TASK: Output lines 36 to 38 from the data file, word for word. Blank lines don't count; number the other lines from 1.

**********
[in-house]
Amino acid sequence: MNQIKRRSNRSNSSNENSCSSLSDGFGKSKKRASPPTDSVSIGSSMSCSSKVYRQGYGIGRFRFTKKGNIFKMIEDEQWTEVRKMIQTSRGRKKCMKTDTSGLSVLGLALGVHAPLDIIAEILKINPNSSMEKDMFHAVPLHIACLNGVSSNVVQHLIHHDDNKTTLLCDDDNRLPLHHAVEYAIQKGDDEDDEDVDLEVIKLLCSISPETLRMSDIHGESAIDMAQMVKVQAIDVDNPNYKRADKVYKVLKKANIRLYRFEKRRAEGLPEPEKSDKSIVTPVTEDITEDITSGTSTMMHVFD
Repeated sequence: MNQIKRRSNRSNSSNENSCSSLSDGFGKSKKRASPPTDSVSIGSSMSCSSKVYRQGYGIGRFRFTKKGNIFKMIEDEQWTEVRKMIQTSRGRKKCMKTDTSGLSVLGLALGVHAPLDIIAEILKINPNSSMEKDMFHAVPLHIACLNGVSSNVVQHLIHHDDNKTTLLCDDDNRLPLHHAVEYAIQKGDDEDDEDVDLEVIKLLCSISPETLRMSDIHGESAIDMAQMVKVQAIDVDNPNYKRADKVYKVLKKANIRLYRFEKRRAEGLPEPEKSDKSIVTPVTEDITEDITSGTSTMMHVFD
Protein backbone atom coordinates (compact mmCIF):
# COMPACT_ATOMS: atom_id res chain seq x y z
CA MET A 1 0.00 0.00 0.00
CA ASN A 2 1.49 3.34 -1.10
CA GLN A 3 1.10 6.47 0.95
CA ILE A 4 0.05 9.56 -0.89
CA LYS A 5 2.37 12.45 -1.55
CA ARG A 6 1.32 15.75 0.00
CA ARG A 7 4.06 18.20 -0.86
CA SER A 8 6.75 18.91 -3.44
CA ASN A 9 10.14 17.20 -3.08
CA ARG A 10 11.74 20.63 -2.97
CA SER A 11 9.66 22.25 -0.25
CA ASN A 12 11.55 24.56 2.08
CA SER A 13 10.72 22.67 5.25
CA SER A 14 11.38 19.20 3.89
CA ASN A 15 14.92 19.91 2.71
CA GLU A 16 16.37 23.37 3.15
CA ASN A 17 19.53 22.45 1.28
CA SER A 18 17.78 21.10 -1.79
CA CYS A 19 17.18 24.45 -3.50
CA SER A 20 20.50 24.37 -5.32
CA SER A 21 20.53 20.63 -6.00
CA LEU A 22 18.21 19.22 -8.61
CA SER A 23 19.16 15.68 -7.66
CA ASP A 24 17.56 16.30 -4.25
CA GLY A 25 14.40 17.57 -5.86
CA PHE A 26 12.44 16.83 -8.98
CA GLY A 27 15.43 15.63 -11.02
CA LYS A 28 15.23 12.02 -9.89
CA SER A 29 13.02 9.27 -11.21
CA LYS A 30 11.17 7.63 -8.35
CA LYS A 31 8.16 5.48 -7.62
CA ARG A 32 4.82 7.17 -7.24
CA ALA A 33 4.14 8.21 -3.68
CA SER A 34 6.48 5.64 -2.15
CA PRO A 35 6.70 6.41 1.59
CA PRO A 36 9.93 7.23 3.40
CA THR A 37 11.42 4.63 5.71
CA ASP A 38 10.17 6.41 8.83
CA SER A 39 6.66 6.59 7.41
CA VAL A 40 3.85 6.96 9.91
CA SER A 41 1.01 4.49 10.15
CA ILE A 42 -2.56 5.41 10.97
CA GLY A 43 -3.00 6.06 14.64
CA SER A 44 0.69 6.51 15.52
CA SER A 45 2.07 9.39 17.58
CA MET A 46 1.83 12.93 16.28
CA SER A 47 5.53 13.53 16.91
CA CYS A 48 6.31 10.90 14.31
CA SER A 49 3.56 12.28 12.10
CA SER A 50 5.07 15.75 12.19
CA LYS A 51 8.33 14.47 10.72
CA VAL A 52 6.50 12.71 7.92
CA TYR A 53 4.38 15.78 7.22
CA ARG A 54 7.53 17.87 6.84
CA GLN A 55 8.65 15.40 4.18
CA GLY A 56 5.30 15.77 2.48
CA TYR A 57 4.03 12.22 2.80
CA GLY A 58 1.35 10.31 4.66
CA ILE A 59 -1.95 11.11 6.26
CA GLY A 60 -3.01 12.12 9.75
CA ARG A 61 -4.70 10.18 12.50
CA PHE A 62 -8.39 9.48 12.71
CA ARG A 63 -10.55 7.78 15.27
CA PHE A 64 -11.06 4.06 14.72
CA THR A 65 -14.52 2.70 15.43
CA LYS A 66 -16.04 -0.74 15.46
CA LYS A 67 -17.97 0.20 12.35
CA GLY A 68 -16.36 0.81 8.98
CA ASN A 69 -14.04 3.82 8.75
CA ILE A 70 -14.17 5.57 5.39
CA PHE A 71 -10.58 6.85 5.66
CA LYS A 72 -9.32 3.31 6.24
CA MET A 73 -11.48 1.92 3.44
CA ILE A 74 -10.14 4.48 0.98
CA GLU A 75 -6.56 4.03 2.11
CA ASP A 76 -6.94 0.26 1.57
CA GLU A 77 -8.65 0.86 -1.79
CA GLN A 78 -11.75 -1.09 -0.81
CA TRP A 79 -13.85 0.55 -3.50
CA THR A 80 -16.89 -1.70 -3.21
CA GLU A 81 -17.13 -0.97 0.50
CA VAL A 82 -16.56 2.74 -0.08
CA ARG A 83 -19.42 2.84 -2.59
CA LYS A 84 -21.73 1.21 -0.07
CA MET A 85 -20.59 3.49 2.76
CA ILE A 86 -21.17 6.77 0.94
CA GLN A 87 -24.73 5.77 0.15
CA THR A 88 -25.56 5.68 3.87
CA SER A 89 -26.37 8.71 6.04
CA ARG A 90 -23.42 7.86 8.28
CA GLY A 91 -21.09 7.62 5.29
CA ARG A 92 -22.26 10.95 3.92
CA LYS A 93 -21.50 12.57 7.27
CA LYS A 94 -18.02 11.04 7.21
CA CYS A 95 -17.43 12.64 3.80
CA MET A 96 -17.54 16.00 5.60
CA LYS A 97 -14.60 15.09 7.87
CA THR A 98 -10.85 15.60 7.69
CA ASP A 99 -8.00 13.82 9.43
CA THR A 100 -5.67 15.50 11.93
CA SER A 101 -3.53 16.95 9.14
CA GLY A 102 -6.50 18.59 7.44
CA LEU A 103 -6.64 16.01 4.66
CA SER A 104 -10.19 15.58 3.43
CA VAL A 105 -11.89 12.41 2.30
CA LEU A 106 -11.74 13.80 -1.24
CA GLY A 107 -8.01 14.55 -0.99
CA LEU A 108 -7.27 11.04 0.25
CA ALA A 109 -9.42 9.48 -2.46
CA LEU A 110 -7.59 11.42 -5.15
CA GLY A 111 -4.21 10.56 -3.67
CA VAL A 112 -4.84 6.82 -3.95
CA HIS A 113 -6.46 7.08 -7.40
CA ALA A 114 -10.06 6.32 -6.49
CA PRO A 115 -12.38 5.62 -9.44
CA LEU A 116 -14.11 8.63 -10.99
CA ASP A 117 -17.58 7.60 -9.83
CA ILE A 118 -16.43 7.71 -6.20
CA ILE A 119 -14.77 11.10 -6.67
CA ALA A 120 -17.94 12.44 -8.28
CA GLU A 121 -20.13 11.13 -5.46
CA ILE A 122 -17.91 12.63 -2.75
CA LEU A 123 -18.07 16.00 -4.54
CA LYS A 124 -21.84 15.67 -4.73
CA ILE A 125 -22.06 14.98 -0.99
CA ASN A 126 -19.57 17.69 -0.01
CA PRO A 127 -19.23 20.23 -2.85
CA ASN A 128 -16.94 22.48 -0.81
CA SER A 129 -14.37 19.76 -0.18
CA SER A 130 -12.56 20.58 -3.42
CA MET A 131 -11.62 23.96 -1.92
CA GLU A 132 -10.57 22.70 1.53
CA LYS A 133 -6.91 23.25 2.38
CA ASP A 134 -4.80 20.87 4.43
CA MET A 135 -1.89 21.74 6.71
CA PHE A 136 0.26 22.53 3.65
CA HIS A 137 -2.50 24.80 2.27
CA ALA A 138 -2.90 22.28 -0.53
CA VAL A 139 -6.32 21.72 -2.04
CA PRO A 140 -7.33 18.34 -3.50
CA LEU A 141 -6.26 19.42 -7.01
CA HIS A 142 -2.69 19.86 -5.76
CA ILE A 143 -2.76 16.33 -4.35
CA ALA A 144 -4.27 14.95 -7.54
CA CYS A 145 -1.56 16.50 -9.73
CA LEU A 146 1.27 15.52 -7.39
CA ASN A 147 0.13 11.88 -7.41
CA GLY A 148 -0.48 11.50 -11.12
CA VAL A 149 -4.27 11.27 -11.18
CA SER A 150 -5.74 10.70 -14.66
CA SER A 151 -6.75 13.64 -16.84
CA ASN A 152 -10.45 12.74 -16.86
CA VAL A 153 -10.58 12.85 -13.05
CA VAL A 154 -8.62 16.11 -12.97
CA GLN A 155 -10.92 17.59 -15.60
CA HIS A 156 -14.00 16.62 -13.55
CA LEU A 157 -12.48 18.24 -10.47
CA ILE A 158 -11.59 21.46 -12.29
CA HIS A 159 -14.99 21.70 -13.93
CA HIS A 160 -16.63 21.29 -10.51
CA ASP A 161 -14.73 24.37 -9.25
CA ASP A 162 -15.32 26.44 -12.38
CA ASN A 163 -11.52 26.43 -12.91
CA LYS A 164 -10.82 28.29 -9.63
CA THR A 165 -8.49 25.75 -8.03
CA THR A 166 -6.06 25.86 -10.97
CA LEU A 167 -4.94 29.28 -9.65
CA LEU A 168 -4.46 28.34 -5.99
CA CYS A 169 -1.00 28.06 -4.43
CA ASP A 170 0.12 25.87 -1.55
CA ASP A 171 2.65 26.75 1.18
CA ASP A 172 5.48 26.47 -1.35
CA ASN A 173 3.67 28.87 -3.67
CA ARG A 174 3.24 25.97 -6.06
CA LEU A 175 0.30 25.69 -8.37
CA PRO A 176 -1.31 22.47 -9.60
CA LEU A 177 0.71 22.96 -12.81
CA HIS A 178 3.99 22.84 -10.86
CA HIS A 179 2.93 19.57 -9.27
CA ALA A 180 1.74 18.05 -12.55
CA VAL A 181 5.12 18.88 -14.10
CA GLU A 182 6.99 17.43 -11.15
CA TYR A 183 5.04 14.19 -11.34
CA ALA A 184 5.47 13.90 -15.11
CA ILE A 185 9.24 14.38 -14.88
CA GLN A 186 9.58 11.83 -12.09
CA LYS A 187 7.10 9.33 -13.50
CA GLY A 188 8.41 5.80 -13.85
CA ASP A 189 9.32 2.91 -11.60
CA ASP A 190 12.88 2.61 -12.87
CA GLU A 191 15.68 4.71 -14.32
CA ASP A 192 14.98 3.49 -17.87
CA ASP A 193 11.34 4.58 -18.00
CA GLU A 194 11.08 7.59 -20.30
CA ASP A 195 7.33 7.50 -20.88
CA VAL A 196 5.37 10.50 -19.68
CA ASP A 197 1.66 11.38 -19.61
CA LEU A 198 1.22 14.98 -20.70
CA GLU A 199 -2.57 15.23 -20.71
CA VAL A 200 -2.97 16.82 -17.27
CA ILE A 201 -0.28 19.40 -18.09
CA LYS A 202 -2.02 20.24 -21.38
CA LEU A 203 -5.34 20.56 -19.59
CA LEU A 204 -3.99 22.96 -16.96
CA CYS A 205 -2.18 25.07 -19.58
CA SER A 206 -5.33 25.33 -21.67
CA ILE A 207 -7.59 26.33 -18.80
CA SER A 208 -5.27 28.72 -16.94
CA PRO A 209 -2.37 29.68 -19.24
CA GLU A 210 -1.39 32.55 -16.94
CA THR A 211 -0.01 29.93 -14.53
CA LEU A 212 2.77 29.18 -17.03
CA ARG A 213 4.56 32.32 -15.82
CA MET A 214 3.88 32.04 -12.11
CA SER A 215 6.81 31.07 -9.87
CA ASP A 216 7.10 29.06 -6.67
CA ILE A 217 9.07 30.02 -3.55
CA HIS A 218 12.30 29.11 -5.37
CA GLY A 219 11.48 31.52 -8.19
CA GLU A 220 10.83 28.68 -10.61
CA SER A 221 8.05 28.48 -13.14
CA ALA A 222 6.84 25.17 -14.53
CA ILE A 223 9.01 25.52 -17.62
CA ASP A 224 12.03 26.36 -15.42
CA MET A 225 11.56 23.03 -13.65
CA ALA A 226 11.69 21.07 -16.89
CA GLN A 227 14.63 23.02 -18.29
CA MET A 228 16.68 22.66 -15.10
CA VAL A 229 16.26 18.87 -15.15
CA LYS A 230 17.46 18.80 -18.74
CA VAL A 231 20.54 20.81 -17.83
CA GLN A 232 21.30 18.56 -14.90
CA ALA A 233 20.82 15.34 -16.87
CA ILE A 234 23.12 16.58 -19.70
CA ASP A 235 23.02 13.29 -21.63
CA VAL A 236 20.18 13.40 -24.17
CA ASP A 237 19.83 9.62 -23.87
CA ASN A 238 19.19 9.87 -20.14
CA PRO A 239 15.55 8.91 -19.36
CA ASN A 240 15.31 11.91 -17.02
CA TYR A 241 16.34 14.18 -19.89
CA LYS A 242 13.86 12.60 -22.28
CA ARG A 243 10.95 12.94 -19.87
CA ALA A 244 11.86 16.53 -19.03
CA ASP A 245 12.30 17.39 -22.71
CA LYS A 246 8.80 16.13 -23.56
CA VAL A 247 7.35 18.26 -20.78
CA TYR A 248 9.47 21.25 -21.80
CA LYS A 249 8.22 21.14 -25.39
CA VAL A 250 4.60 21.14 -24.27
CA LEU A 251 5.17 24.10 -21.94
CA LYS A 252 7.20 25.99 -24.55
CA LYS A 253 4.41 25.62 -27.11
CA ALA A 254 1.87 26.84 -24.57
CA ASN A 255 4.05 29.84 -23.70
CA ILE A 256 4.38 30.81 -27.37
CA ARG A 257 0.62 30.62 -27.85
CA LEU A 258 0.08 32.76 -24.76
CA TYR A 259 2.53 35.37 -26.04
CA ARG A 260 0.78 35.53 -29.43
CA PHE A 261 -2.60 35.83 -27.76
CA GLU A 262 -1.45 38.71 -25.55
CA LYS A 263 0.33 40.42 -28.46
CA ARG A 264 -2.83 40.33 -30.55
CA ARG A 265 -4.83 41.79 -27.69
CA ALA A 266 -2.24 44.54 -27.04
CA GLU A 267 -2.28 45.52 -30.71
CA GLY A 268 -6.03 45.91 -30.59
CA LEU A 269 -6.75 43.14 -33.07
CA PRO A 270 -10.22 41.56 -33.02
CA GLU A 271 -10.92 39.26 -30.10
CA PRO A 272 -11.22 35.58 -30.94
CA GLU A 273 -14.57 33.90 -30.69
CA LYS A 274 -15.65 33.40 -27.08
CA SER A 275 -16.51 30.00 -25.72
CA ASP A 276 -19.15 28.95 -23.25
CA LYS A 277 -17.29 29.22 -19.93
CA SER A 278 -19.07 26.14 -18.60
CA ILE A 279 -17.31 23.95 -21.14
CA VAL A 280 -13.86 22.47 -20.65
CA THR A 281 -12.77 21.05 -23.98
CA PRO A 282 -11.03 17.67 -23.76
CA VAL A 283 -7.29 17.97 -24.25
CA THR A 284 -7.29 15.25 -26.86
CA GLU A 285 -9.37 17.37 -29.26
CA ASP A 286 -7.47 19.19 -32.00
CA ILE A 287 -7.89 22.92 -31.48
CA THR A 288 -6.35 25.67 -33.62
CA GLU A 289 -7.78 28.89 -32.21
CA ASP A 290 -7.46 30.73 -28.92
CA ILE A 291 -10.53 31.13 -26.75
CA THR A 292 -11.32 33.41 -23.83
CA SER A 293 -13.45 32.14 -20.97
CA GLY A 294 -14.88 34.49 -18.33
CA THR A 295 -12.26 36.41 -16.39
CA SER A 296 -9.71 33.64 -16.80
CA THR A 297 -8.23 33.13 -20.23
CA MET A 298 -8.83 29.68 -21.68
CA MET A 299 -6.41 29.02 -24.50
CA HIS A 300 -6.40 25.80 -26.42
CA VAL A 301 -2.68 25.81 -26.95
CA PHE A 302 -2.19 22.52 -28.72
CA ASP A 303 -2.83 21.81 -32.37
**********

CA LYS A 31 8.16 5.48 -7.62
CA ARG A 32 4.82 7.17 -7.24
CA ALA A 33 4.14 8.21 -3.68